Social Science Diliman, Vol 1, No 1 (2000)

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A "Must" Reading for Regional and Urban Planners and Railroad Enthusiasts Alike

Leonardo Q. Liongson

Abstract


Book Review
The Colonial Iron Horse: Railroads and Regional Development in the Philippines, 1875-1935. Aturo G. Corpuz. Quezon City: University of the Philippines Press (1999). 274 pp.

by Leonardo Q. Liongson

A railroad enthusiast's opening

The lore of railroad travel is one form of enjoyment experienced by very few Filipinos of the post-World War II (WWII) generation. In the Philippines, motor vehicles and paved highways have superseded the pre-war suburban and provincial railway systems. The renaissance of the light-rail versions for urban commuting in Metro Manila-the LRTs and MRTs-is a belated development of the last 15 years.

Railroad enthusiasts could easily enumerate the civilized conveniences of rail-based travel: being free to choose and being able while passing the long hours aboard a train to sit, read, converse, sleep, stand, stretch, stroll, eat, socialize, or visit the lavatory, which nowadays are actions mostly permissible only inside airplanes and ships. The relative safety (and survivability in case of crashes and detailments) of conventional trains compared to flying and floating crafts adds to its attraction. A train, with exclusive right-of-way, ordinarily stops only at stations, unlike other land vehicles which have to stop and wait at crossings and intersections. Senior citizens can transfer without much effort from the elevated station platforms to same-level train landings or "estrebos" without the risk of falling and breaking their brittle bones. The ergonomics are unbeatable. The romance of horns, soot, steam, and click-clack locomotion has been the subject of literature and movies.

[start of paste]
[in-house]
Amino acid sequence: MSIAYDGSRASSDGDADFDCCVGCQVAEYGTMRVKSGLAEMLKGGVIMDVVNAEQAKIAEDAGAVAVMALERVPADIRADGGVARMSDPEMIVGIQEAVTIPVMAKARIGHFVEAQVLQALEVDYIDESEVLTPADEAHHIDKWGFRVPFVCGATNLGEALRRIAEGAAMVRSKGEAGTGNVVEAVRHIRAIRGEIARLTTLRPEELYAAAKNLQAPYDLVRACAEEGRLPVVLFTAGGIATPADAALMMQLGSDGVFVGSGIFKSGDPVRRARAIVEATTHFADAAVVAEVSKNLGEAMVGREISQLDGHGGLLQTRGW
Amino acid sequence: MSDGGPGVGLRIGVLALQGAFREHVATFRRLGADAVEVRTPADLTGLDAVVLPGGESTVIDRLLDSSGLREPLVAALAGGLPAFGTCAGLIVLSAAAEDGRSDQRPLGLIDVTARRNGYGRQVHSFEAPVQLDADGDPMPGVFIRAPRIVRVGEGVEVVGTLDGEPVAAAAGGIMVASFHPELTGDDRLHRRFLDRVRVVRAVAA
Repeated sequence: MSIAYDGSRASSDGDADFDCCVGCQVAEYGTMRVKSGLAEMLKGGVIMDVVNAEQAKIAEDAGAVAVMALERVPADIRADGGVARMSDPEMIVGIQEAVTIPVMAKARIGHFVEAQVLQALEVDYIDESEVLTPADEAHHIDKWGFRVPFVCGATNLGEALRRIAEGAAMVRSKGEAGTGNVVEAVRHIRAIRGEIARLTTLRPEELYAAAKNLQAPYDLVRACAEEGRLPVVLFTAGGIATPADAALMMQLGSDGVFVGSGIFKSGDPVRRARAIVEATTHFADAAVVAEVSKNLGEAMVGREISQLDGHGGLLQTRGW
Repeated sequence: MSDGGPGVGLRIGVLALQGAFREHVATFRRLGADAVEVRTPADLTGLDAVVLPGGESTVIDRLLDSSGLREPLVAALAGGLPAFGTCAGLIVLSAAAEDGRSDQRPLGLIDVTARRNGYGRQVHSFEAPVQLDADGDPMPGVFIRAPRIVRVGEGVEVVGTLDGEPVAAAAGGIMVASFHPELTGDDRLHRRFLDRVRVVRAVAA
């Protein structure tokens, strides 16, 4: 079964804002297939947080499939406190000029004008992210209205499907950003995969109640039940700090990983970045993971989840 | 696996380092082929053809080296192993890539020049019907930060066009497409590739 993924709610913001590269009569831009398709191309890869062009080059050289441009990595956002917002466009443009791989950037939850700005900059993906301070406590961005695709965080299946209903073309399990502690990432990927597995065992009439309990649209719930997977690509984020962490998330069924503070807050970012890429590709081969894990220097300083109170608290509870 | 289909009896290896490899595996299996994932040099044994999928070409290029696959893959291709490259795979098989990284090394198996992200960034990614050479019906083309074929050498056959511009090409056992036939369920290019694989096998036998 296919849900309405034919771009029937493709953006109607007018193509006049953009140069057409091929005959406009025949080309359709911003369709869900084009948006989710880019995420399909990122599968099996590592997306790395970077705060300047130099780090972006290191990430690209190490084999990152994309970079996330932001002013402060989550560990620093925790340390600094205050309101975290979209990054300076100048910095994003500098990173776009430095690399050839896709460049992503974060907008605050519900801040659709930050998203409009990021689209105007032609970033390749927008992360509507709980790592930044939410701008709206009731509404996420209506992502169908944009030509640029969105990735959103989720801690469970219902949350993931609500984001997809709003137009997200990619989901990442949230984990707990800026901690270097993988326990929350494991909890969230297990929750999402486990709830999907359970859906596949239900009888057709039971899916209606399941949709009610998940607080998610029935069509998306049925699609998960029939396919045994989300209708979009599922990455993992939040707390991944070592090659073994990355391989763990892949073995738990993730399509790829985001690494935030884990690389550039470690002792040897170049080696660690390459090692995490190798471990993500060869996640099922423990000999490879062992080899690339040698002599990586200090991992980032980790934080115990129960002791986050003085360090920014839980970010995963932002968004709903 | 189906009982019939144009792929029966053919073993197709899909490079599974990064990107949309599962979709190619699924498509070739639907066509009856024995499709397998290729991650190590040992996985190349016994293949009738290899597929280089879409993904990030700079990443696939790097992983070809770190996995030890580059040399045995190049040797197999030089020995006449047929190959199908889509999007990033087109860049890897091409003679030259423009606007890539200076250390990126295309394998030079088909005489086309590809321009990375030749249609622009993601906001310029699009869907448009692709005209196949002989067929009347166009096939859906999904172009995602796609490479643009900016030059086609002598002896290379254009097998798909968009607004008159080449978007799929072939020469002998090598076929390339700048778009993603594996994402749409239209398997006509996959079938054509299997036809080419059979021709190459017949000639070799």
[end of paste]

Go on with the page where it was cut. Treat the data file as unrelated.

On the basis alone of providing a smooth ride to masses of people, one can extol the virtues of this invention of the Industrial Age, but as Arturo G. Corpuz has ably demonstrated in his book "The Colonial Iron Horse: Railroads and Regional Development in the Philippines," the railroad is much more than that. It is also an engine of regional growth and development. In the concluding chapter, the author states that "The railroads of Luzon benefitted many of the settlements along its route by significantly improving their regional linkages and thus providing local economies more opportunities to respond to a larger market."

The metaphor "iron horse" suggests the early days of railways, when in early 19th century racing contests the iron-clad steam locomotives started to outrun horse-drawn coaches and wagons. The period 1875-1935 is significant to the Luzon railroad. "In 1875, King Alfonso of Spain ordered the Office of the Inspector of Public Works in the Philippines to submit a railroad plan for the island of Luzon...." In 1935, the Philippine Commonwealth was inaugurated, ushering in the last period of major railway expansion prior to WWII. The period covered by the book is the first half-century of the Philippine railroad.

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